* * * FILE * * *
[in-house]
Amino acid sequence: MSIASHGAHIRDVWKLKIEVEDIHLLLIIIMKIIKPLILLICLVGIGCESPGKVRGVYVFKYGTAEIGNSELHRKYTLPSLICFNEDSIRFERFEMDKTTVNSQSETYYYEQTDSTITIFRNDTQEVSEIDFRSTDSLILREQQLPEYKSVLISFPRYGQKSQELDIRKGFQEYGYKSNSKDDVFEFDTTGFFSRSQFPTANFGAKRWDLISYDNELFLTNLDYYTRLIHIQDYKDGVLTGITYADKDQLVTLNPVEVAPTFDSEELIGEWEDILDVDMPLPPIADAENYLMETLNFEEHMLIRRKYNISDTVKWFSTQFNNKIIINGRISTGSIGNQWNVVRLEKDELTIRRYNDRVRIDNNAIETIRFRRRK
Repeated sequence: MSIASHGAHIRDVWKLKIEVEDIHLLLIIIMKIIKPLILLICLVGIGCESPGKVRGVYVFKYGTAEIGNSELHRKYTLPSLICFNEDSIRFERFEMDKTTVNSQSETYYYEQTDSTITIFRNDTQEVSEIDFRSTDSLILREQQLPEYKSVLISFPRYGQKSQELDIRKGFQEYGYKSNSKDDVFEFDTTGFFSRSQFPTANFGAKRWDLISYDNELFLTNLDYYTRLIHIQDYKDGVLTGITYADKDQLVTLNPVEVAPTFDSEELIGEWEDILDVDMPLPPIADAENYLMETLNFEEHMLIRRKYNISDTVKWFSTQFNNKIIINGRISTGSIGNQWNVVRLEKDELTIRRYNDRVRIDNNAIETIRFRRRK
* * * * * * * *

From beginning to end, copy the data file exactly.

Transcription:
[in-house]
Amino acid sequence: MSIASHGAHIRDVWKLKIEVEDIHLLLIIIMKIIKPLILLICLVGIGCESPGKVRGVYVFKYGTAEIGNSELHRKYTLPSLICFNEDSIRFERFEMDKTTVNSQSETYYYEQTDSTITIFRNDTQEVSEIDFRSTDSLILREQQLPEYKSVLISFPRYGQKSQELDIRKGFQEYGYKSNSKDDVFEFDTTGFFSRSQFPTANFGAKRWDLISYDNELFLTNLDYYTRLIHIQDYKDGVLTGITYADKDQLVTLNPVEVAPTFDSEELIGEWEDILDVDMPLPPIADAENYLMETLNFEEHMLIRRKYNISDTVKWFSTQFNNKIIINGRISTGSIGNQWNVVRLEKDELTIRRYNDRVRIDNNAIETIRFRRRK
Repeated sequence: MSIASHGAHIRDVWKLKIEVEDIHLLLIIIMKIIKPLILLICLVGIGCESPGKVRGVYVFKYGTAEIGNSELHRKYTLPSLICFNEDSIRFERFEMDKTTVNSQSETYYYEQTDSTITIFRNDTQEVSEIDFRSTDSLILREQQLPEYKSVLISFPRYGQKSQELDIRKGFQEYGYKSNSKDDVFEFDTTGFFSRSQFPTANFGAKRWDLISYDNELFLTNLDYYTRLIHIQDYKDGVLTGITYADKDQLVTLNPVEVAPTFDSEELIGEWEDILDVDMPLPPIADAENYLMETLNFEEHMLIRRKYNISDTVKWFSTQFNNKIIINGRISTGSIGNQWNVVRLEKDELTIRRYNDRVRIDNNAIETIRFRRRK